Sunday, November 16, 2008

Please act now to stem paramilitary threats to the peace community

Below is an alert FOR issued in response to increasing paramilitary threats (that I mentioned in a recent post) and the resultant displacement of civilians from their homes in the past week. Please take action!

Paramilitary forces are making increasingly violent threats against members of the Peace Community of San José de Apartadó and other peasant families in the area, with no apparent action by the Colombian government. Immediate action is needed by US Ambassador William Brownfield to leverage Washington's enormous influence and prevent further violence against the community and area's civilian population.

On the morning of November 7, in the Playa Larga vereda (settlement) of San José, some 50 rifle-wielding paramilitaries in camouflage gear and identifying armbands detained resident Jairo Berrio Arango, according to a community statement. He was forced to undress as the gunmen held a rifle to his head and threatened to kill him on the spot. When his father arrived on the scene and pleaded with them, they said they wouldn't kill him now-but that they had six San José community members targeted for death, and that they should flee immediately to avoid being killed. They said the army was cooperating with them. On November 7, five families fled the vereda of La Esperanza, where Berrio Arango's family is from, and local sources reported to FOR that between nine and 30 families had displaced from La Esperanza and Playa Larga as of November 10.

On November 1, the Peace Community's legal representative, Jesús Emilio Tuberquia, was threatened at gunpoint at an Internet café in the town of Apartadó, the local municipal seat,the community reported. Two known paramilitaries surrounded him at the café, while one held a pistol to his head and said, "I'm going to kill you." He pushed the man's arm away, fled into the café and was able to flee unharmed, though the gunmen grabbed his bag, which had fallen in the scuffle.

Wednesday, November 12, 2008

Interviewed on KPFA radio

Yesterday, KPFA radio in Berkeley aired a phone interview with me about my work in Colombia and the pilgrimage I accompanied in early October. My piece starts at minute 70:30. Enjoy!

Wednesday, November 5, 2008

Paramilitary resurgence demonstrates that the conflict continues

On October 15th, all the FOR Colombia staff had settled into our seats for a long-awaited full-program retreat to discuss all the ins-and-outs of our work in Colombia. We had gotten maybe an hour into our packed agenda when the phone rang to inform us that paramilitaries had launched a paro armado, effectively shut down several cities in Urabá, the region where we work. That included Apartadó, the nearest (albeit quite small) city to the Peace Community, and through which one must travel in order to get to the Community.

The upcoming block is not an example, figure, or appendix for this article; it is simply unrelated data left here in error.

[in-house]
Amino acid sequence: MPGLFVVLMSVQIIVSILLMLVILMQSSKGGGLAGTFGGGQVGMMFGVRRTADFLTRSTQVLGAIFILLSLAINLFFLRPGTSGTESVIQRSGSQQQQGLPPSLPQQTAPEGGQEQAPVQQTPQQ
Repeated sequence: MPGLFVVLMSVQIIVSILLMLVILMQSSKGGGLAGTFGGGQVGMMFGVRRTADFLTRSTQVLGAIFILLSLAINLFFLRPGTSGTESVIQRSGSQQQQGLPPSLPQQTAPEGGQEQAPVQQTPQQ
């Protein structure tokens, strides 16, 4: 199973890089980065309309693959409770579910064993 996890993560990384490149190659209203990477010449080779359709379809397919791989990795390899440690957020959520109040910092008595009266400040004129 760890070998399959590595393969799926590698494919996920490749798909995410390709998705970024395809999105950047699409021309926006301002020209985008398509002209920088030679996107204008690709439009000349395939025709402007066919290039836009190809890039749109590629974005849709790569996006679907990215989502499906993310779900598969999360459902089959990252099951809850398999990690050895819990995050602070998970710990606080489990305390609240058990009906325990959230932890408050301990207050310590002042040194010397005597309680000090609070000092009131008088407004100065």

After phone calls to other organizations and contacts, we learned that the previous night a warning to not open businesses nor run public transit had been spread throughout the area, propaganda leaflets had been distributed and all kinds of surfaces spray-painted with the initials AGC, for the name the group was using to refer to itself. The name – Autodefensas Gaitanistas de Colombia – was clearly a reference to the Autodefensas Unidas de Colombia, the large and ruthless paramilitary organization that operated in Colombia for years. The Gaitanista addition was a bit puzzling, though, since Gaitán was a presidential candidate from the Liberal Party who was assassinated in 1948, and the paramilitaries have tended to align with conservativism. 

In any case, the next day as we traveled through Apartadó on our way back to the Community, we could hardly tell that anything had happened; shops all seemed open, people seemed to be running their usual errands. Most of the graffiti, even, had been painted over already, apparently by police who had gone out with paint and brushes the very afternoon of the paro

Plenty of fear was still lingering, of course, and lots of questions. For us and the Community, the main questions were (and still are) how to analyze the situation and how to respond. Our analysis has had to recognize that this wasn’t just an isolated incident. In the last several months there has been an alarmingly large increase in paramilitary forces in the rural areas of the region, moving in numbers not seen in years. Unlike the AGC’s who staged the paro and whose statement of purpose in the distributed leaflets was quite general, these paramilitaries in the rural areas, who refer to themselves under the old and fear-inducing moniker AUC, have directly threatened the Peace Community.